China’s top agriculture consultancy said last week that it believes China can and will make good on a promise to purchase more than $40 billion in U.S. agricultural products per year.
That pledge is part of a Phase One trade deal the two countries recently signed. Reuters says China will increase its agricultural purchases to anywhere between $40 and $50 billion over the next two years.
The deal isn’t signed yet and that’s led to skepticism over whether China can handle purchases that large. Shanghai-based consultant group JCI released a document saying that most foreign media don’t believe China can fulfill that level of commitment.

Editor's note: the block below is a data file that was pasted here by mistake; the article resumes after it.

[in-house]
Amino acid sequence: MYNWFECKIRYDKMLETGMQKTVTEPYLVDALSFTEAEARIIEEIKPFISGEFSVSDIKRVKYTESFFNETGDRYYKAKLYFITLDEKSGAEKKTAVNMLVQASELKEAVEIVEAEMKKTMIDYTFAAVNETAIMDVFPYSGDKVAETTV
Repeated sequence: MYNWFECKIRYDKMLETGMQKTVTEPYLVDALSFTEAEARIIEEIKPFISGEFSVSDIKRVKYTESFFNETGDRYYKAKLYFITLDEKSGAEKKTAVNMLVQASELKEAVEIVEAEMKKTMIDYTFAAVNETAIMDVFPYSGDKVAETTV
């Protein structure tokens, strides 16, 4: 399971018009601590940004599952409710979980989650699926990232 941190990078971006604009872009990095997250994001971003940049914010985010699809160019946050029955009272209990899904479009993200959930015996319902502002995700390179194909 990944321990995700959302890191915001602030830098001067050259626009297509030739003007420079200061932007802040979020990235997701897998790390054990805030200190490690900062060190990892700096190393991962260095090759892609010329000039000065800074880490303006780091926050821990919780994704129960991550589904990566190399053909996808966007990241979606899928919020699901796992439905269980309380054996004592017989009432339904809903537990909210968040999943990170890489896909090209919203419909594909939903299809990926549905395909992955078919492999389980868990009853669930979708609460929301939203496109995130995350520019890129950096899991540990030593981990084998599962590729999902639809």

“As a Chinese consultant company on the agricultural market, JCI strongly believes that China has the ability and will fulfill its promise,” the company says.
JCI estimates that China can buy approximately $41.3 billion worth of U.S. farm products every year, including around $18.7 billion worth of soybeans, which would amount to 45 million tons.
The projections from JCI were based on what they say was a “careful study” of China’s import volume of U.S. farm products in the past and does assume favorable weather and pricing throughout the term of the agreement.